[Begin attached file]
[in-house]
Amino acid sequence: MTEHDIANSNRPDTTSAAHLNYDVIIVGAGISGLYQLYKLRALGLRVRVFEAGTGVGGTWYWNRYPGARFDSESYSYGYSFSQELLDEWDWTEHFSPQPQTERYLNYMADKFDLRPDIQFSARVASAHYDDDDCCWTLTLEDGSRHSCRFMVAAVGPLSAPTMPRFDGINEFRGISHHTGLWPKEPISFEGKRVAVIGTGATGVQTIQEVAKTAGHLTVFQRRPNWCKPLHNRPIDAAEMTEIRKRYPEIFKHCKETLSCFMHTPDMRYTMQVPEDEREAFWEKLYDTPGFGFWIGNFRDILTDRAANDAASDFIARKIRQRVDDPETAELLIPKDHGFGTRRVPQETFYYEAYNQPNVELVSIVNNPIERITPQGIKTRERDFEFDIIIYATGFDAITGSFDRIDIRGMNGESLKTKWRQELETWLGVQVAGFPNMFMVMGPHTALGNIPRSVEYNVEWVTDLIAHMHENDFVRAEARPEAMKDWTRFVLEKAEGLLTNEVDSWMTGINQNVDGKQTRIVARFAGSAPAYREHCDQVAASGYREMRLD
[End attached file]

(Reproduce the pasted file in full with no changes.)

[in-house]
Amino acid sequence: MTEHDIANSNRPDTTSAAHLNYDVIIVGAGISGLYQLYKLRALGLRVRVFEAGTGVGGTWYWNRYPGARFDSESYSYGYSFSQELLDEWDWTEHFSPQPQTERYLNYMADKFDLRPDIQFSARVASAHYDDDDCCWTLTLEDGSRHSCRFMVAAVGPLSAPTMPRFDGINEFRGISHHTGLWPKEPISFEGKRVAVIGTGATGVQTIQEVAKTAGHLTVFQRRPNWCKPLHNRPIDAAEMTEIRKRYPEIFKHCKETLSCFMHTPDMRYTMQVPEDEREAFWEKLYDTPGFGFWIGNFRDILTDRAANDAASDFIARKIRQRVDDPETAELLIPKDHGFGTRRVPQETFYYEAYNQPNVELVSIVNNPIERITPQGIKTRERDFEFDIIIYATGFDAITGSFDRIDIRGMNGESLKTKWRQELETWLGVQVAGFPNMFMVMGPHTALGNIPRSVEYNVEWVTDLIAHMHENDFVRAEARPEAMKDWTRFVLEKAEGLLTNEVDSWMTGINQNVDGKQTRIVARFAGSAPAYREHCDQVAASGYREMRLD